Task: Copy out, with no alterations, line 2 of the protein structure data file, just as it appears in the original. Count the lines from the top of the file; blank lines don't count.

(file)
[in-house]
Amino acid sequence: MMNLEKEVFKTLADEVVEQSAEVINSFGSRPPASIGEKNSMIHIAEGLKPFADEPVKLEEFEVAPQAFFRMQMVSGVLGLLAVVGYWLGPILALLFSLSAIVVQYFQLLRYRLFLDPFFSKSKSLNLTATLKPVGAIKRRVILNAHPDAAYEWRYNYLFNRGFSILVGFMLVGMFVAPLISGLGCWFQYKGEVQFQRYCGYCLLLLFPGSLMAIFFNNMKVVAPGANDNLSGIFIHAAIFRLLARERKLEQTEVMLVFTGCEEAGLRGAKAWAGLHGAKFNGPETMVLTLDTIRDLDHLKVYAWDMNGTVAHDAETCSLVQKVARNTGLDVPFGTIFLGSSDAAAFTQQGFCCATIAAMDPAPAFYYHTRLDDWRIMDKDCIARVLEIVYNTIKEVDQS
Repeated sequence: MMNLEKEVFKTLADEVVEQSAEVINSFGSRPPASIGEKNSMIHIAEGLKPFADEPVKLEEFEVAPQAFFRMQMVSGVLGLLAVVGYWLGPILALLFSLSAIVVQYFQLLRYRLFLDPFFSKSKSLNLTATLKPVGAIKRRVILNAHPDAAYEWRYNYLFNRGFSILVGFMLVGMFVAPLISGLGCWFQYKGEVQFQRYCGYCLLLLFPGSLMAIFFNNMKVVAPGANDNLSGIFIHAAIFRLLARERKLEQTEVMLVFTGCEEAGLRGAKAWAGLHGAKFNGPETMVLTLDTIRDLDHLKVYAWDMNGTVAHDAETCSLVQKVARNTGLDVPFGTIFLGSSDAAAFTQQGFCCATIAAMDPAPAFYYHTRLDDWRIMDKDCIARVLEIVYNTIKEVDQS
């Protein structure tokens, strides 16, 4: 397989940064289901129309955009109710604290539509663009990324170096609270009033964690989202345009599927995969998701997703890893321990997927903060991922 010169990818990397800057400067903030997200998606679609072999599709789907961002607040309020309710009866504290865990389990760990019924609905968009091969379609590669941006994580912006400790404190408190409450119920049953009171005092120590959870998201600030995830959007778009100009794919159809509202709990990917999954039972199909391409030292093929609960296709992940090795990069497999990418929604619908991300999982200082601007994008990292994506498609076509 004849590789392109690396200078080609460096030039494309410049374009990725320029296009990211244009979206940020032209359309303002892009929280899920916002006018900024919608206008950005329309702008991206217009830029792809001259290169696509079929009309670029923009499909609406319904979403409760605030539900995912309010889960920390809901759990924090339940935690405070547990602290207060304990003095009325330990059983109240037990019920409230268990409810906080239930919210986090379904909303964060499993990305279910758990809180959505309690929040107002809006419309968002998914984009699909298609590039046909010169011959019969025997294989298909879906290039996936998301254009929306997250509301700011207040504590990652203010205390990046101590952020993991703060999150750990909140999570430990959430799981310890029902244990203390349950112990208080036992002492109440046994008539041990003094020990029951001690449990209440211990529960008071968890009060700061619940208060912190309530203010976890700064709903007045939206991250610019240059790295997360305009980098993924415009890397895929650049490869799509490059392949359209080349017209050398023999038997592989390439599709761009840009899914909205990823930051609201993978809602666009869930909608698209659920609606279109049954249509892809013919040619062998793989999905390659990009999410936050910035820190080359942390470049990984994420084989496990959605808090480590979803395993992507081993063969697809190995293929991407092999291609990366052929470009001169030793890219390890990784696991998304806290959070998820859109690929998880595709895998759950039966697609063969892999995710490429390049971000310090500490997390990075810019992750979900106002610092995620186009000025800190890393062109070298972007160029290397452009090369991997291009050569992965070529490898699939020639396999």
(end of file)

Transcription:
Amino acid sequence: MMNLEKEVFKTLADEVVEQSAEVINSFGSRPPASIGEKNSMIHIAEGLKPFADEPVKLEEFEVAPQAFFRMQMVSGVLGLLAVVGYWLGPILALLFSLSAIVVQYFQLLRYRLFLDPFFSKSKSLNLTATLKPVGAIKRRVILNAHPDAAYEWRYNYLFNRGFSILVGFMLVGMFVAPLISGLGCWFQYKGEVQFQRYCGYCLLLLFPGSLMAIFFNNMKVVAPGANDNLSGIFIHAAIFRLLARERKLEQTEVMLVFTGCEEAGLRGAKAWAGLHGAKFNGPETMVLTLDTIRDLDHLKVYAWDMNGTVAHDAETCSLVQKVARNTGLDVPFGTIFLGSSDAAAFTQQGFCCATIAAMDPAPAFYYHTRLDDWRIMDKDCIARVLEIVYNTIKEVDQS